Foodie Tuesday: Up to My Elbows in It

Photo: Fat, Glorious FatYou already know that of my many edible obsessions, fats are among the most prized. Butter in virtually any form is the glistening Sun of my oblations when it brings its sleek graces to the sweet and the savory alike. Meat fats, vegetable-derived fats: yea verily, I can’t imagine how I would find culinary happiness if it weren’t for the kind kisses of olive oil, duck fat, tallow, avocado oil, sweet and mild nut oils, leaf lard, coconut oil, and all of their slick cohort bringing the foods I eat to their most well-rounded state. Barbecue of the highest order doesn’t even exist, in my book, unless I have to scrub like a surgeon after eating it to clean up the goodness that ran up my arms before getting to my mouth. The mere sheen of the translucent butcher paper sticking to the smokehouse table is enough to start a Pavlovian response in me.Photo: Brisket, Burnt Ends, Ribs, & Sausage

The thing is, I’ve learned over a long and avid career as an eater, that it’s not fats, per se, that make me rounder, but which fats I eat, and when, and how much. I am well aware that food is faddish, and you know I’ve posted about such things on many a Tuesday of yore, but I pay better attention to my own body’s definition of what works and what doesn’t than I used to do, and by now I’ve seen that while it’s not very helpful to me in terms of my physical fitness or comfort to indulge as much as I wish in eating like a ruminant or like a three-year-old with a credit card, I can be more generous with my desire for fat. You can cringe if you like; I know it’s not for every body, and Fat has been made a dirty word for generations not only because it’s been considered unhealthy, unseemly or both but because it’s been considered dangerous and therefore ugly on people.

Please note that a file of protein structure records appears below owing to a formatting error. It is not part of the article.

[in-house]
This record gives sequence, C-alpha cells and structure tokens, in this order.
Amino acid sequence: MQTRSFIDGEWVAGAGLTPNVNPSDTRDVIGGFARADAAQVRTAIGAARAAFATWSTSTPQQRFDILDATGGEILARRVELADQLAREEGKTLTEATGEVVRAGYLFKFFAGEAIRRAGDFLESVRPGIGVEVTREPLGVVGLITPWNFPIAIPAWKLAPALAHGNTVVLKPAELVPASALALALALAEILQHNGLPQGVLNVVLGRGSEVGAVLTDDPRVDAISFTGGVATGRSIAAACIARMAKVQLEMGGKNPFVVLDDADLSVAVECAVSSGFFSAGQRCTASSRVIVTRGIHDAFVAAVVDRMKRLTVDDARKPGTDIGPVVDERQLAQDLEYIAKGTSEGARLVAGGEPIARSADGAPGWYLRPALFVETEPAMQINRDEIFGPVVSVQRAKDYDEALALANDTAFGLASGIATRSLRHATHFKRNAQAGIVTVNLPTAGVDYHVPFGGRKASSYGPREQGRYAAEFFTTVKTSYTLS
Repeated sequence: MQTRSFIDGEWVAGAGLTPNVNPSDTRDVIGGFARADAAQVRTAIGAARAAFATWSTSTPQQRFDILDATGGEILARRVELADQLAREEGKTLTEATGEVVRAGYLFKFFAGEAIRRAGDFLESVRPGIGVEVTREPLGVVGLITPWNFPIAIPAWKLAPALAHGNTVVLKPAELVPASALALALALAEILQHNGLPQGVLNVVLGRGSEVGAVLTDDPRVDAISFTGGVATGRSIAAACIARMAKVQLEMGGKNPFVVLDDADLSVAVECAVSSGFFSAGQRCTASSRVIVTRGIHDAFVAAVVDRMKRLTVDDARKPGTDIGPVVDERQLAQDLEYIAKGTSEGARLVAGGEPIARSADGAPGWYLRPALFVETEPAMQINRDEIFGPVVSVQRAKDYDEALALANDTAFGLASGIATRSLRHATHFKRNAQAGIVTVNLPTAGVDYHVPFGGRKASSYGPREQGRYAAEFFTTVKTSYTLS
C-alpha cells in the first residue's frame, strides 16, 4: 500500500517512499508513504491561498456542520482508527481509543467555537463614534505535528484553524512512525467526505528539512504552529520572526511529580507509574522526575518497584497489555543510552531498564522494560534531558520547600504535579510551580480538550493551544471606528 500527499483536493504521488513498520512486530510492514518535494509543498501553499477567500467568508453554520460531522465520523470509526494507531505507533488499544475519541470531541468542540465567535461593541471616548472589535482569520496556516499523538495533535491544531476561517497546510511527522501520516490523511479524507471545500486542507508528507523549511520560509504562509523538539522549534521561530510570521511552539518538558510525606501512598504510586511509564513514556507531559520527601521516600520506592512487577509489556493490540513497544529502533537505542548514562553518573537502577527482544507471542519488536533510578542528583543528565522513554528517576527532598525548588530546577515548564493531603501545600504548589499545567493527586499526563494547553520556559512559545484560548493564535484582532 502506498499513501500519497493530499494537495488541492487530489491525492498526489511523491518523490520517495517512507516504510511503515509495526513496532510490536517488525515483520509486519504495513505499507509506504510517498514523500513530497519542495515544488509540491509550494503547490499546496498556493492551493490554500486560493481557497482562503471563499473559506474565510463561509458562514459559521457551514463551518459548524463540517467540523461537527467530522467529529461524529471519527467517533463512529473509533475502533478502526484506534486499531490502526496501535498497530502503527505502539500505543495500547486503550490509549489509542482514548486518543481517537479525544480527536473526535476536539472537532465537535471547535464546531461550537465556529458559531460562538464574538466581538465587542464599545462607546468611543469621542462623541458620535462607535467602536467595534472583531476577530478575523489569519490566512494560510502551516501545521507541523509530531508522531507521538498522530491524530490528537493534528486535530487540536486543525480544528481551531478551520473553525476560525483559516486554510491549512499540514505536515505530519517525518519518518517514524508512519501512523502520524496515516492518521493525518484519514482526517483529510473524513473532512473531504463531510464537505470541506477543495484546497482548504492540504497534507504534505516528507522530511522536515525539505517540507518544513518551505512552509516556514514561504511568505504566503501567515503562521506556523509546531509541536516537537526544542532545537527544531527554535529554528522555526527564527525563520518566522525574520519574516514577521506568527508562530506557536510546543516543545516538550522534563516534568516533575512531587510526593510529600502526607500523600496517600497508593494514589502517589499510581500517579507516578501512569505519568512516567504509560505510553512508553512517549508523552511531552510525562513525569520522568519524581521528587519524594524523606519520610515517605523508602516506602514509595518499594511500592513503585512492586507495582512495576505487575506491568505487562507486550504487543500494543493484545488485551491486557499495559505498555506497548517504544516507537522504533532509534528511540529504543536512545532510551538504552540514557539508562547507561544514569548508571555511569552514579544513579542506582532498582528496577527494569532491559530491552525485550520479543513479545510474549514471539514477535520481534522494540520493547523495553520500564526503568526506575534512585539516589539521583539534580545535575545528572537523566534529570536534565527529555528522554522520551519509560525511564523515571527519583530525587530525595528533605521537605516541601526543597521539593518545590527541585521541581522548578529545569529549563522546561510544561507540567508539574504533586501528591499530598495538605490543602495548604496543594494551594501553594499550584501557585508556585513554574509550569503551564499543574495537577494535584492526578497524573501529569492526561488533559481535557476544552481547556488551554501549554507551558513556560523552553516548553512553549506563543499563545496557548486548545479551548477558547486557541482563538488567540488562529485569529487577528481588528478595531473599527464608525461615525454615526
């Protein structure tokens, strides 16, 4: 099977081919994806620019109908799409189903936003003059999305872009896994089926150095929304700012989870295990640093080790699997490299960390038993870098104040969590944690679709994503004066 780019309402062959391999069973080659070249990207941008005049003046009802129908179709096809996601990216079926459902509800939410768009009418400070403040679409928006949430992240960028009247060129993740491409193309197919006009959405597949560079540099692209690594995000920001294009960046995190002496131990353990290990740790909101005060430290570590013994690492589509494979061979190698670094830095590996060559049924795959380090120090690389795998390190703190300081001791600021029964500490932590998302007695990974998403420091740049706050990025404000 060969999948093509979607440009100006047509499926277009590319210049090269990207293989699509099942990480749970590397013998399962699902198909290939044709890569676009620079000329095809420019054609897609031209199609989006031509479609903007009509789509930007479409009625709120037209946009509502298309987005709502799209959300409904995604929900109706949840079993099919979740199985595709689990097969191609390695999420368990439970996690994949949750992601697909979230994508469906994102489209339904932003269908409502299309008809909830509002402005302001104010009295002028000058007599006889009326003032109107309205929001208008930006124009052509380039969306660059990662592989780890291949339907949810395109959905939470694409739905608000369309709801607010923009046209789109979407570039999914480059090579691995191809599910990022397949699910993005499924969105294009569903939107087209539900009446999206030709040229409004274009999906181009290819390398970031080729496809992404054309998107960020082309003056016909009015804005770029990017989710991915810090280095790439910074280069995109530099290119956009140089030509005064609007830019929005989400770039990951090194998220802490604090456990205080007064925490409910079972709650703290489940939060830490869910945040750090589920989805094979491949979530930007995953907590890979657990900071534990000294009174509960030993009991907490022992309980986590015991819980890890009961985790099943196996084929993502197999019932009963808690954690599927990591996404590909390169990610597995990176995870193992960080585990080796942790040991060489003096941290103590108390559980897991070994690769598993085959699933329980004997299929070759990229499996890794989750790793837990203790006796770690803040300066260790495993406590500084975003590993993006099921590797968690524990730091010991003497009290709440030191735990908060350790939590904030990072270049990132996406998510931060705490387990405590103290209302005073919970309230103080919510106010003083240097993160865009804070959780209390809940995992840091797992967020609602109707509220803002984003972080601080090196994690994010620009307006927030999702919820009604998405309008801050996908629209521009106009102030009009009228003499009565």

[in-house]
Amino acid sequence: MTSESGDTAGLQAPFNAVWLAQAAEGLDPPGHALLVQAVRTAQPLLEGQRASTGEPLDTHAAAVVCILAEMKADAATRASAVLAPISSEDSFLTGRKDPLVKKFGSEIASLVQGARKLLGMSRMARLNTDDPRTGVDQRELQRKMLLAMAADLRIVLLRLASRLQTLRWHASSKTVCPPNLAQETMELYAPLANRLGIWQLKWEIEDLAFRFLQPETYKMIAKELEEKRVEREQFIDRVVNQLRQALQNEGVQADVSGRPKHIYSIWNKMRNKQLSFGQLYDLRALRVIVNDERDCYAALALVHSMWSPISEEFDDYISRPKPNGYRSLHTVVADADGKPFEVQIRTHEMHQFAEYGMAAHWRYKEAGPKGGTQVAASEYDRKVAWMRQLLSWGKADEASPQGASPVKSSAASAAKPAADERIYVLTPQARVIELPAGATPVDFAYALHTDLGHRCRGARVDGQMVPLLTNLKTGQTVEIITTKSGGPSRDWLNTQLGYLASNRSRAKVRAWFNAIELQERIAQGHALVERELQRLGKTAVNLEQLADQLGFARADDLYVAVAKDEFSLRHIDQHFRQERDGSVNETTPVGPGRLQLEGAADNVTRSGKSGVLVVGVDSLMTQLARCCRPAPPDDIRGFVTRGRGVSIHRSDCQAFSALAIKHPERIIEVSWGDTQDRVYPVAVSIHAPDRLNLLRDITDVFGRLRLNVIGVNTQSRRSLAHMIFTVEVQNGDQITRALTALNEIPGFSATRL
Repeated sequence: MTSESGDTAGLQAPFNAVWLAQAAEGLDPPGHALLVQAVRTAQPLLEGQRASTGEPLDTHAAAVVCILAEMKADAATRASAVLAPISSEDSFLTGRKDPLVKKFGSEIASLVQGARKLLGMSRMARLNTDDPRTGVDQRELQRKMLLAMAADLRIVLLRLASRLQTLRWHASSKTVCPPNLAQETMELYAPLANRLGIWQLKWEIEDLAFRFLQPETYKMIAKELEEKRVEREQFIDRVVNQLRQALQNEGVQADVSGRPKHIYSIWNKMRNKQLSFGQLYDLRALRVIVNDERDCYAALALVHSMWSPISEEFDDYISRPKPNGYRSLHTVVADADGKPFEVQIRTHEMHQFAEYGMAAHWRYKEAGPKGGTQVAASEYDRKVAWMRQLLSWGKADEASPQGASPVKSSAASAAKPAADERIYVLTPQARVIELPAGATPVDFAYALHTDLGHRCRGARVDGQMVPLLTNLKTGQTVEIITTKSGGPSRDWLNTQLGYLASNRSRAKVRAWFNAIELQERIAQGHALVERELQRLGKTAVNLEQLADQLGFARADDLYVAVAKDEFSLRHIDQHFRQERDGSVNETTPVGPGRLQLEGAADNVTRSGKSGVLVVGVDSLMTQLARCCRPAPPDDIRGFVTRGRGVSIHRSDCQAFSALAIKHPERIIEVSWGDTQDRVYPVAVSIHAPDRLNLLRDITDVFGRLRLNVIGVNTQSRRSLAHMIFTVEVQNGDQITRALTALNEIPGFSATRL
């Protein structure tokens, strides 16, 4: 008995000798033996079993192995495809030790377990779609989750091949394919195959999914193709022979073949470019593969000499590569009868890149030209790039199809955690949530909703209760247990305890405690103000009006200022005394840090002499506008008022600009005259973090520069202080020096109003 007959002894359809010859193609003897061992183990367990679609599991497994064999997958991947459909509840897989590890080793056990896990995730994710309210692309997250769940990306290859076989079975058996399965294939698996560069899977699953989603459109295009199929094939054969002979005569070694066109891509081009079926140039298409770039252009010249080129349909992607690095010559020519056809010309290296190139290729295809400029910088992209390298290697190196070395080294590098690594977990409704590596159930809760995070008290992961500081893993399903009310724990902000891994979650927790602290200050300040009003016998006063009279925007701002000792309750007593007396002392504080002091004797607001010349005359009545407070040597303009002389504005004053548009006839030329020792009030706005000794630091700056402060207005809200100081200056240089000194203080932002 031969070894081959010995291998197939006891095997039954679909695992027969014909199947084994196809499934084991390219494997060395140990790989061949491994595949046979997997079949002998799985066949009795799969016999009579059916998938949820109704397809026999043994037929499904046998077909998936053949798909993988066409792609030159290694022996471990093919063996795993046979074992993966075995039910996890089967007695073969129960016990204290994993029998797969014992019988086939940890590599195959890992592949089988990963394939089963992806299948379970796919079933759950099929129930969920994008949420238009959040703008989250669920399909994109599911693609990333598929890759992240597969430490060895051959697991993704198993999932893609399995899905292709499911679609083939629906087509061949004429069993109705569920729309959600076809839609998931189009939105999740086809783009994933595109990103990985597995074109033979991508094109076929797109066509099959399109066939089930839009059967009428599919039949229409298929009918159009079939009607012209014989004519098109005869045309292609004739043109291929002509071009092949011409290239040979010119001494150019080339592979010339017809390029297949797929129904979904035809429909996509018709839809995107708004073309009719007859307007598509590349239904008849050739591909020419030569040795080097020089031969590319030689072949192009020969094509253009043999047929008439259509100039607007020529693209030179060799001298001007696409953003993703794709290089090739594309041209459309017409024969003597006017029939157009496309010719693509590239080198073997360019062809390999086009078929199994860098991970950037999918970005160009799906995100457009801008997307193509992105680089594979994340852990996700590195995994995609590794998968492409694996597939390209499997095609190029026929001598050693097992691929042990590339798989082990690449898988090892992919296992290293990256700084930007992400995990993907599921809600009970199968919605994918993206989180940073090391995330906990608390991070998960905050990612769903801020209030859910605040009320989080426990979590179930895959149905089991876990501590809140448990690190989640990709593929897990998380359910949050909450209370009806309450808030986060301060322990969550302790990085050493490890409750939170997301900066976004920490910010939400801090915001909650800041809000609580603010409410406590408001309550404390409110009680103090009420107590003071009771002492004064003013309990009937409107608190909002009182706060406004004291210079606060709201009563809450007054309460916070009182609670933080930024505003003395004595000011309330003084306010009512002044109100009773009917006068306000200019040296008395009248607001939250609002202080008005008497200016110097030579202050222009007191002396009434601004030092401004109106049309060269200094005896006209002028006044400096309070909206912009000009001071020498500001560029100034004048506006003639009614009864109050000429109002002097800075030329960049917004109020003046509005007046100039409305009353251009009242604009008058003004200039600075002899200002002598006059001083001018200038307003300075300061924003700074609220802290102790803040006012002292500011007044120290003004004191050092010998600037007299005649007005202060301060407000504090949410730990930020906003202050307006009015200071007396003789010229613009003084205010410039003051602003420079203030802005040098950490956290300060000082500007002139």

But I’ve known folk who lived long, happy, productive lives without ever being particularly svelte, let alone stick-figure thin like fashion models are wont (and expected) to be. I’ve known of dietary health or fitness fanatics who died young of health-related causes. They aren’t the supposed norm, no, but then most of us aren’t, one way or another. When I get my medical checkups I have consistently high cholesterol levels, enough so the doctor sends me off for sophisticated coronary calcium tests, and I come home with a chart that could just as well have a grade school star sticker or happy face on it to go with its perfect Zero score; it defies not only the odds but logic, yet there it is. My blood pressure remains on the low-moderate side, my heart keeps ticking, and the amount of cholesterol in my pipes seems to be irrelevant to my general health thus far in life.

On the other end of the scale, for me, is the unfortunate truth that two things I adore eating, wheat (breads, cookies, pasta, and the like) and uncultured dairy products (ice cream, ice cream, ice cream, and a few other items), almost instantaneously expand my gut and make me feel logy and uncomfortable. I would love to be that grass-eating goat who can munch on wheat-based goodies endlessly without consequence, or that toddler with a bank account running amok in a forty-flavors ice cream parlor, but I’m learning to face the reality that I’m not one of those for whom that’s a good or even fun choice.